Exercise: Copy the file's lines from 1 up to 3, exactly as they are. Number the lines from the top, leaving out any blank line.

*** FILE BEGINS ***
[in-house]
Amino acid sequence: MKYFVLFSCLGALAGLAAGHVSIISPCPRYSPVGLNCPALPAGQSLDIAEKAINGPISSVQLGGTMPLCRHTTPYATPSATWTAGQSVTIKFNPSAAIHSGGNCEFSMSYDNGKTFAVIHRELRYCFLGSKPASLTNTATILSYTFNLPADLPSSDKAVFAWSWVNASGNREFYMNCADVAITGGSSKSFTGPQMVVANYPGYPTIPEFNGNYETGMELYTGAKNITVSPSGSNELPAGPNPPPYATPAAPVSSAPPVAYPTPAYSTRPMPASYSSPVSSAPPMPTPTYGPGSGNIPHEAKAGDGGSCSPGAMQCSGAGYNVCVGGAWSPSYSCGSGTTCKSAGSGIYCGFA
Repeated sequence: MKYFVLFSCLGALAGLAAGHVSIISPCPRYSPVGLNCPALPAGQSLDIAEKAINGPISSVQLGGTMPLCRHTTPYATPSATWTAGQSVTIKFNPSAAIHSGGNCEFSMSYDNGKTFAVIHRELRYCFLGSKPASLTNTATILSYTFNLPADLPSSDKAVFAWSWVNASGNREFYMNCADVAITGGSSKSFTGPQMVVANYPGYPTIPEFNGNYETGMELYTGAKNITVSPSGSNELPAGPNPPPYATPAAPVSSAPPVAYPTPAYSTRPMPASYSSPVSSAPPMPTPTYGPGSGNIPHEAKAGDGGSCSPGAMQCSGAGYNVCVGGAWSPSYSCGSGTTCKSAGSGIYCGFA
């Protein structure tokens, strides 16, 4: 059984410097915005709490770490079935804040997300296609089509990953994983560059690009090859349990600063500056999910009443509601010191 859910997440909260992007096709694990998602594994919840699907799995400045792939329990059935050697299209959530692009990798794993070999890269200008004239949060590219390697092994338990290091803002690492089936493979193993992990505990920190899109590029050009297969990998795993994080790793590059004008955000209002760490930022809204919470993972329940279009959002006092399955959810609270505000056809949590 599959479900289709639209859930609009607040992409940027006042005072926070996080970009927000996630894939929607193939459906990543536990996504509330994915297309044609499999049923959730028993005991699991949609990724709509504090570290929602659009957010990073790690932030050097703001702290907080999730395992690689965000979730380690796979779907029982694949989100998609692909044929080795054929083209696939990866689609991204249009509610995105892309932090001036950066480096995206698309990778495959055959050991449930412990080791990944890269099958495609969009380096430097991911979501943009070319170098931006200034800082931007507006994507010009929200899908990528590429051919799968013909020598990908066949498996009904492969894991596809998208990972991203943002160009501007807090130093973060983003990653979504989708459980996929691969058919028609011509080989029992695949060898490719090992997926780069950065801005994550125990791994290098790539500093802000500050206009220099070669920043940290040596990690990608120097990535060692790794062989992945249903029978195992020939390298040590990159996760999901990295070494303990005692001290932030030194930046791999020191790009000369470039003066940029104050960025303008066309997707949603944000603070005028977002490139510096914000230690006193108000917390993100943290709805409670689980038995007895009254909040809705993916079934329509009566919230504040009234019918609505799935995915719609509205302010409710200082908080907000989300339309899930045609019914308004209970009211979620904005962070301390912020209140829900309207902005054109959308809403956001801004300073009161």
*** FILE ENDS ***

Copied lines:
[in-house]
Amino acid sequence: MKYFVLFSCLGALAGLAAGHVSIISPCPRYSPVGLNCPALPAGQSLDIAEKAINGPISSVQLGGTMPLCRHTTPYATPSATWTAGQSVTIKFNPSAAIHSGGNCEFSMSYDNGKTFAVIHRELRYCFLGSKPASLTNTATILSYTFNLPADLPSSDKAVFAWSWVNASGNREFYMNCADVAITGGSSKSFTGPQMVVANYPGYPTIPEFNGNYETGMELYTGAKNITVSPSGSNELPAGPNPPPYATPAAPVSSAPPVAYPTPAYSTRPMPASYSSPVSSAPPMPTPTYGPGSGNIPHEAKAGDGGSCSPGAMQCSGAGYNVCVGGAWSPSYSCGSGTTCKSAGSGIYCGFA
Repeated sequence: MKYFVLFSCLGALAGLAAGHVSIISPCPRYSPVGLNCPALPAGQSLDIAEKAINGPISSVQLGGTMPLCRHTTPYATPSATWTAGQSVTIKFNPSAAIHSGGNCEFSMSYDNGKTFAVIHRELRYCFLGSKPASLTNTATILSYTFNLPADLPSSDKAVFAWSWVNASGNREFYMNCADVAITGGSSKSFTGPQMVVANYPGYPTIPEFNGNYETGMELYTGAKNITVSPSGSNELPAGPNPPPYATPAAPVSSAPPVAYPTPAYSTRPMPASYSSPVSSAPPMPTPTYGPGSGNIPHEAKAGDGGSCSPGAMQCSGAGYNVCVGGAWSPSYSCGSGTTCKSAGSGIYCGFA